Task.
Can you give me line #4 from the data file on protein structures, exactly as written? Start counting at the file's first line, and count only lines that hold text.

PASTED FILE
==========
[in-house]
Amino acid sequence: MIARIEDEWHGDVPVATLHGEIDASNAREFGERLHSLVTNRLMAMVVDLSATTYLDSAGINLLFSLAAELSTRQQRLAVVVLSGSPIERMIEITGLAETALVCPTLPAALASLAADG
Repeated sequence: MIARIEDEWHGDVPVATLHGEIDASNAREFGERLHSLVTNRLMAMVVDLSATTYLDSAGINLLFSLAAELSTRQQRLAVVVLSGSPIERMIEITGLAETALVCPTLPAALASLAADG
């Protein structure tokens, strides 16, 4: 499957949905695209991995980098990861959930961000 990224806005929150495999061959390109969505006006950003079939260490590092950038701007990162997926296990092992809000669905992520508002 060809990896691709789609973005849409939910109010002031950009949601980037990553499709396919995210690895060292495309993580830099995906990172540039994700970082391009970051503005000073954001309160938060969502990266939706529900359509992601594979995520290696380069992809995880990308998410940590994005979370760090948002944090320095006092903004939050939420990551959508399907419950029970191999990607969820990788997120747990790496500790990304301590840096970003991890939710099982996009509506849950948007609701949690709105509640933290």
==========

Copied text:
């Protein structure tokens, strides 16, 4: 499957949905695209991995980098990861959930961000 990224806005929150495999061959390109969505006006950003079939260490590092950038701007990162997926296990092992809000669905992520508002 060809990896691709789609973005849409939910109010002031950009949601980037990553499709396919995210690895060292495309993580830099995906990172540039994700970082391009970051503005000073954001309160938060969502990266939706529900359509992601594979995520290696380069992809995880990308998410940590994005979370760090948002944090320095006092903004939050939420990551959508399907419950029970191999990607969820990788997120747990790496500790990304301590840096970003991890939710099982996009509506849950948007609701949690709105509640933290």